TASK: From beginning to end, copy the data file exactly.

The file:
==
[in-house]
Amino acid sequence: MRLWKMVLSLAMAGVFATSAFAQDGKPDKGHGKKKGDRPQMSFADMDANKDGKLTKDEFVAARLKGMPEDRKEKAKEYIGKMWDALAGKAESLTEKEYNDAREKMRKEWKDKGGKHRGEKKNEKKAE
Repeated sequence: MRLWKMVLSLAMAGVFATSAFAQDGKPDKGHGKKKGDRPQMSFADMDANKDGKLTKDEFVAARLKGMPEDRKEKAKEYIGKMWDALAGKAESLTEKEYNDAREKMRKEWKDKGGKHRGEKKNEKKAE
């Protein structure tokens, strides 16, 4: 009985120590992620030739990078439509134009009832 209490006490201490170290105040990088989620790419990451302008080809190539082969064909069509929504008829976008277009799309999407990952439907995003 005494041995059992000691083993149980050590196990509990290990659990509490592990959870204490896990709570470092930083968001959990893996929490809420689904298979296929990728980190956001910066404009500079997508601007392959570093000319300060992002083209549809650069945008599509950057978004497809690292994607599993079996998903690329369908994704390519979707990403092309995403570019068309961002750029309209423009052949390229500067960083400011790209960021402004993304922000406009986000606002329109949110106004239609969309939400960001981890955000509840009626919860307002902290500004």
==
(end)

[in-house]
Amino acid sequence: MRLWKMVLSLAMAGVFATSAFAQDGKPDKGHGKKKGDRPQMSFADMDANKDGKLTKDEFVAARLKGMPEDRKEKAKEYIGKMWDALAGKAESLTEKEYNDAREKMRKEWKDKGGKHRGEKKNEKKAE
Repeated sequence: MRLWKMVLSLAMAGVFATSAFAQDGKPDKGHGKKKGDRPQMSFADMDANKDGKLTKDEFVAARLKGMPEDRKEKAKEYIGKMWDALAGKAESLTEKEYNDAREKMRKEWKDKGGKHRGEKKNEKKAE
């Protein structure tokens, strides 16, 4: 009985120590992620030739990078439509134009009832 209490006490201490170290105040990088989620790419990451302008080809190539082969064909069509929504008829976008277009799309999407990952439907995003 005494041995059992000691083993149980050590196990509990290990659990509490592990959870204490896990709570470092930083968001959990893996929490809420689904298979296929990728980190956001910066404009500079997508601007392959570093000319300060992002083209549809650069945008599509950057978004497809690292994607599993079996998903690329369908994704390519979707990403092309995403570019068309961002750029309209423009052949390229500067960083400011790209960021402004993304922000406009986000606002329109949110106004239609969309939400960001981890955000509840009626919860307002902290500004």